Newly minted Yorkblogger Stephen H. Smith is offering to share his considerable knowledge of York County history via YorksPast. This card shows the lineup of topics he is offering. He is one of several history bloggers on Yorkblog.com, including June Lloyd’s Universal York, Scott Mingus’ Cannonball and Joan Concilio’s Only in York County. Not surprisingly, the history writers are among Yorkblog’s longest running blogs. York Town Square, of course, is in that category, too. Also of interest: Yorktownsquare.com post No. 2,500: Keeping the memory of Navy SEAL Neil C. Roberts in public view.
Stephen H. Smith is known in the York-area historical community as a precise researcher with an interest in detail.
I’ve often used his research on this blog (John F. Kennedy lunched on Lincoln Woods Inn’s expensive fare in 1960), and he often comments on blog posts (see his comment at bottom of this post (Hidden Loucks School reflects past way of York County life).
Now he has his own blog: YorksPast.
One helpful area of specialization is the listing and location of York County’s 300 or so one-room schools.
Several months ago, I asked him what fueled his interest in history.
“I know the exact event that caused me to catch the history bug; it goes back to a U.S. History Class in high school and an assignment to write a report on an influential person from the local area. I started work on the assignment at the Martin Memorial Library by asking the reference librarian to name some local influential people. She started to name local politicians, but then mentioned Mahlon Haines. I remembered seeing him during Cub Scout outings at his Wizard Ranch near Accomac, but primarily remembered him as the jovial guy whom my Dad bought our flock of 11 sheep to keep the grass down in the pasture at our farm.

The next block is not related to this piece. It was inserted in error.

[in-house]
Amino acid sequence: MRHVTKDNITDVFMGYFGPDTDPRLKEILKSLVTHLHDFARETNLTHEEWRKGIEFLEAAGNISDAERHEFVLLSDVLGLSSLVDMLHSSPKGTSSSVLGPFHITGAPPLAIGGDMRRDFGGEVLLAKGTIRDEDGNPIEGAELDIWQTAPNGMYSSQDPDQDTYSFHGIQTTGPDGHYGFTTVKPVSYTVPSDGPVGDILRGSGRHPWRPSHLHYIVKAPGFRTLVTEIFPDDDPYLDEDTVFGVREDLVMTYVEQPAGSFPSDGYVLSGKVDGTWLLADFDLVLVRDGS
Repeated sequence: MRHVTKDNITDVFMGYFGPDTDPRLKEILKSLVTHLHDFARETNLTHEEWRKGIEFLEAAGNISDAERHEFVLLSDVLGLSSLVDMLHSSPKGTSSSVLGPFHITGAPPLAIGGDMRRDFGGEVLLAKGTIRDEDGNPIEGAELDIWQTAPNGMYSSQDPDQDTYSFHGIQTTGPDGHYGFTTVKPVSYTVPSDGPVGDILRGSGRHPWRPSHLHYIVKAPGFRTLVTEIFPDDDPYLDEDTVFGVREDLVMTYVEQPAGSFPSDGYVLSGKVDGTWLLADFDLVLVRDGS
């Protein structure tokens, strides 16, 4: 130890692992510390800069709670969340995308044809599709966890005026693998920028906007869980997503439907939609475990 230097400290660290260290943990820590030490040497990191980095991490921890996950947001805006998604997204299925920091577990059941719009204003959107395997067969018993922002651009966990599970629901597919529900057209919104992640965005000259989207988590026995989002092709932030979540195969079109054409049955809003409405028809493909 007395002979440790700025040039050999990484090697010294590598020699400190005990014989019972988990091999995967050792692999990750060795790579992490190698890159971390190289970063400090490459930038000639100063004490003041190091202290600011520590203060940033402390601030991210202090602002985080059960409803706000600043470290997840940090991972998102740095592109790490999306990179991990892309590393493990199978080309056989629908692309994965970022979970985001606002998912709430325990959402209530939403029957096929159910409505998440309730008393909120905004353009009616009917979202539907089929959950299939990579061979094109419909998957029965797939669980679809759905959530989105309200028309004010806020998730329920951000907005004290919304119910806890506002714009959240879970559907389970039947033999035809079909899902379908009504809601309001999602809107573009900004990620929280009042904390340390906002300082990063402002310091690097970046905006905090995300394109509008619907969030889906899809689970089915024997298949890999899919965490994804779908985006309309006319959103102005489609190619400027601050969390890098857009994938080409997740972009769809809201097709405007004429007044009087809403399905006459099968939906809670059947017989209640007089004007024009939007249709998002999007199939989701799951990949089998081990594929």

“I asked the librarian, does the library have any articles on Mahlon; she returned with about a half-dozen large scrapbooks. These were scrapbooks put together by Mahlon Haines that covered his life and were donated to Martin Memorial Library before he died; they are now in the YCHT. After writing that report in high school, my interest in history hit a higher level. At that time I also started to keep a notebook of things I did and observed; kind of like Mahlon . . . eventually that ever-expanding work will be my autobiography.
“I was a design engineer with York International Corp. for 33 years before retiring several years ago to research and write books full time; my second career. The initial emphasis was on family history where I won a national award during 2002 for my first book “Barshingers in America;” while still working for York International. Positive feedback and that award were influential in my decision to retire early from engineering and start a retirement career. I research to gather information for other family histories and to gather background for the first of several planned historical novels, which have been in the works for many years. The direction of the initial novel has changed more times than I want to admit; however right now it is as if I can see the whole novel crystal clear in my mind. I’m currently very busy researching to tie up loose ends; so that the novel is historically accurate.”
I hope you check out Stephen’s blog. In fact, from a look at the number of YorksPast’s visitors, a lot of you have already done so.